A thoughtful exploration of grief and life.

READ REVIEW

HOW TO BE BRAVE

After the death of her mother, Georgia tries to really live while figuring out what that means.

All through high school, Georgia has been in “no-woman’s-land” with her best friend, Liss. After losing her mom, her father buries himself in their failing restaurant, and Georgia feels like she's drowning. But Georgia can't forget her timorous mother's final words to her—to “do everything”—and they prompt her to make a list of things to do to become brave. Not worrying about her overweight appearance, Georgia focuses on truly living her life. Some are easily accomplished, like No. 12—smoke pot—with the help of a new friend, Evelyn. But then there are tougher tasks, like asking out—and kissing—Daniel, Georgia's crush, and learning how to draw like her mom. As Georgia discovers her artistic talents, however, her romance with Daniel hits several snags. And when a mistake wrecks Georgia's friendship with Liss, she's left wondering if the list is actually helping her. Will she have the courage to keep going, or will she give up? Georgia's realistically profane voice aptly captures her personality, carrying the novel; her traverse through grief and experimentation make for a believable and satisfying character arc.

A thoughtful exploration of grief and life. (Fiction. 16-18)

Pub Date: Nov. 3, 2015

ISBN: 978-1-250-07280-1

Page Count: 288

Publisher: St. Martin's Griffin

Review Posted Online: Aug. 5, 2015

Kirkus Reviews Issue: Sept. 1, 2015

Did you like this book?

No Comments Yet

Bulky, balky, talky.

THE DA VINCI CODE

In an updated quest for the Holy Grail, the narrative pace remains stuck in slo-mo.

But is the Grail, in fact, holy? Turns out that’s a matter of perspective. If you’re a member of that most secret of clandestine societies, the Priory of Sion, you think yes. But if your heart belongs to the Roman Catholic Church, the Grail is more than just unholy, it’s downright subversive and terrifying. At least, so the story goes in this latest of Brown’s exhaustively researched, underimagined treatise-thrillers (Deception Point, 2001, etc.). When Harvard professor of symbology Robert Langdon—in Paris to deliver a lecture—has his sleep interrupted at two a.m., it’s to discover that the police suspect he’s a murderer, the victim none other than Jacques Saumière, esteemed curator of the Louvre. The evidence against Langdon could hardly be sketchier, but the cops feel huge pressure to make an arrest. And besides, they don’t particularly like Americans. Aided by the murdered man’s granddaughter, Langdon flees the flics to trudge the Grail-path along with pretty, persuasive Sophie, who’s driven by her own need to find answers. The game now afoot amounts to a scavenger hunt for the scholarly, clues supplied by the late curator, whose intent was to enlighten Sophie and bedevil her enemies. It’s not all that easy to identify these enemies. Are they emissaries from the Vatican, bent on foiling the Grail-seekers? From Opus Dei, the wayward, deeply conservative Catholic offshoot bent on foiling everybody? Or any one of a number of freelancers bent on a multifaceted array of private agendas? For that matter, what exactly is the Priory of Sion? What does it have to do with Leonardo? With Mary Magdalene? With (gulp) Walt Disney? By the time Sophie and Langdon reach home base, everything—well, at least more than enough—has been revealed.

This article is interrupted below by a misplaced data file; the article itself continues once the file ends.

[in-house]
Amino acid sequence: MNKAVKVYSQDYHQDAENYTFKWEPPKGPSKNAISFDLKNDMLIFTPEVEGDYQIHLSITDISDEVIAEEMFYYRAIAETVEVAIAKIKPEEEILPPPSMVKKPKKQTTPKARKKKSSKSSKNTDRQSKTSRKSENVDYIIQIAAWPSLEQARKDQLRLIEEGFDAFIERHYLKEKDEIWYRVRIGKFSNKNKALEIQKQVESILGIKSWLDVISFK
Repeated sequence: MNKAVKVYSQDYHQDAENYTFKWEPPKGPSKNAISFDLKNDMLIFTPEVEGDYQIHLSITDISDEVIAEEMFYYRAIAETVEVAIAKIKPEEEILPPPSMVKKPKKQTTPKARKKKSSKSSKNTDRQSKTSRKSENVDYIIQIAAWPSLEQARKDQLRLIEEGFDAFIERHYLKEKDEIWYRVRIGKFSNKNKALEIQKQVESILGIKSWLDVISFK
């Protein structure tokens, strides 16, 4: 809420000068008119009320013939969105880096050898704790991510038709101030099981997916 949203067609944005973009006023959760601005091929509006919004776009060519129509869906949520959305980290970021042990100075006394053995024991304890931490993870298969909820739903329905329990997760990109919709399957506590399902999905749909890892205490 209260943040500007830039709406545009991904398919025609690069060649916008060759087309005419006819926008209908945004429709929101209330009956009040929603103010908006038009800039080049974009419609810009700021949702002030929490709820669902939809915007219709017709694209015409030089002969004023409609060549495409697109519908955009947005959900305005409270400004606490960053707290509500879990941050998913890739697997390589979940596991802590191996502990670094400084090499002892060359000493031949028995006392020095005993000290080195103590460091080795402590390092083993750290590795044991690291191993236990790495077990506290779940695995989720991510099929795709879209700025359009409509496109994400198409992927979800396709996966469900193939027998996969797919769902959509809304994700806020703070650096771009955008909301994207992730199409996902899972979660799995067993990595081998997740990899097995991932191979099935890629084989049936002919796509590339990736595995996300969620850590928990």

Bulky, balky, talky.

Pub Date: March 18, 2003

ISBN: 0-385-50420-9

Page Count: 400

Publisher: Doubleday

Review Posted Online: May 20, 2010

Kirkus Reviews Issue: Jan. 1, 2003

Did you like this book?

No Comments Yet

A sweet, slow-paced novel about a teen learning to love her body.

MY EYES ARE UP HERE

Greer Walsh wishes she were one person...unfortunately, with her large breasts, she feels like she’s actually three.

High school sophomore and math whiz Greer is self-conscious about her body. Maude and Mavis, as she’s named her large breasts, are causing problems for her. When Greer meets new kid Jackson Oates, she wishes even more that she had a body that she didn’t feel a need to hide underneath XXL T-shirts. While trying to impress Jackson, who has moved to the Chicago suburbs from Cleveland, Greer decides to try out for her school’s volleyball team. When she makes JV, Greer is forced to come to terms with how her body looks and feels in a uniform and in motion as well as with being physically close with her teammates. The story is told in the first person from Greer’s point of view. Inconsistent storytelling as well as Greer’s (somewhat distracting) personified inner butterfly make this realistic novel a slow but overall enjoyable read. The story contains elements of light romance as well as strong female friendships. Greer is white with a Christian mom and Jewish dad; Jackson seems to be white by default, and there is diversity among the secondary characters.

A sweet, slow-paced novel about a teen learning to love her body. (Fiction. 12-18)

Pub Date: June 23, 2020

ISBN: 978-1-9848-1524-8

Page Count: 352

Publisher: Dutton

Review Posted Online: March 29, 2020

Kirkus Reviews Issue: April 15, 2020

Did you like this book?

No Comments Yet
more